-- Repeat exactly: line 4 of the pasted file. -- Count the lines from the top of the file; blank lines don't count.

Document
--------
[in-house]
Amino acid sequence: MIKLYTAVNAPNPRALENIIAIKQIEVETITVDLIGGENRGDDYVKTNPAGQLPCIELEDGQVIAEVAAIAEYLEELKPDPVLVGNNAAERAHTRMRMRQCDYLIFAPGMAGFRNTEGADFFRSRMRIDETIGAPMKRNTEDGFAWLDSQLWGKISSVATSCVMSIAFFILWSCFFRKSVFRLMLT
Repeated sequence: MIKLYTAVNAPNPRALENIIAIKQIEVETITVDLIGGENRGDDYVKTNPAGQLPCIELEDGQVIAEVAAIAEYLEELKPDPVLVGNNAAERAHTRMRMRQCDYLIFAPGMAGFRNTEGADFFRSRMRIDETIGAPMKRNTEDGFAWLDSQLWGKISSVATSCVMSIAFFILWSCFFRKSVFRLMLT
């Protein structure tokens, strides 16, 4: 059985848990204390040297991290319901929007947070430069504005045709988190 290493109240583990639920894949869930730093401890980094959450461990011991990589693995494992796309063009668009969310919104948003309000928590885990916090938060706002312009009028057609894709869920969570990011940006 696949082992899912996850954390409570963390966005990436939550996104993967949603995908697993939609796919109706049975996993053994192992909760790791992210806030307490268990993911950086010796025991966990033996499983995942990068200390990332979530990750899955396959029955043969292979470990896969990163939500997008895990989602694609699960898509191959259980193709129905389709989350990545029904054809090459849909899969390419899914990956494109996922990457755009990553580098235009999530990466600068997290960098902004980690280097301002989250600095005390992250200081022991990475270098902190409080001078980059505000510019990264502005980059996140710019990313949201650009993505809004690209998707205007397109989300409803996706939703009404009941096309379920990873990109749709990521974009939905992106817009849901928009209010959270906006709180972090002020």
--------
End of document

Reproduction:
């Protein structure tokens, strides 16, 4: 059985848990204390040297991290319901929007947070430069504005045709988190 290493109240583990639920894949869930730093401890980094959450461990011991990589693995494992796309063009668009969310919104948003309000928590885990916090938060706002312009009028057609894709869920969570990011940006 696949082992899912996850954390409570963390966005990436939550996104993967949603995908697993939609796919109706049975996993053994192992909760790791992210806030307490268990993911950086010796025991966990033996499983995942990068200390990332979530990750899955396959029955043969292979470990896969990163939500997008895990989602694609699960898509191959259980193709129905389709989350990545029904054809090459849909899969390419899914990956494109996922990457755009990553580098235009999530990466600068997290960098902004980690280097301002989250600095005390992250200081022991990475270098902190409080001078980059505000510019990264502005980059996140710019990313949201650009993505809004690209998707205007397109989300409803996706939703009404009941096309379920990873990109749709990521974009939905992106817009849901928009209010959270906006709180972090002020």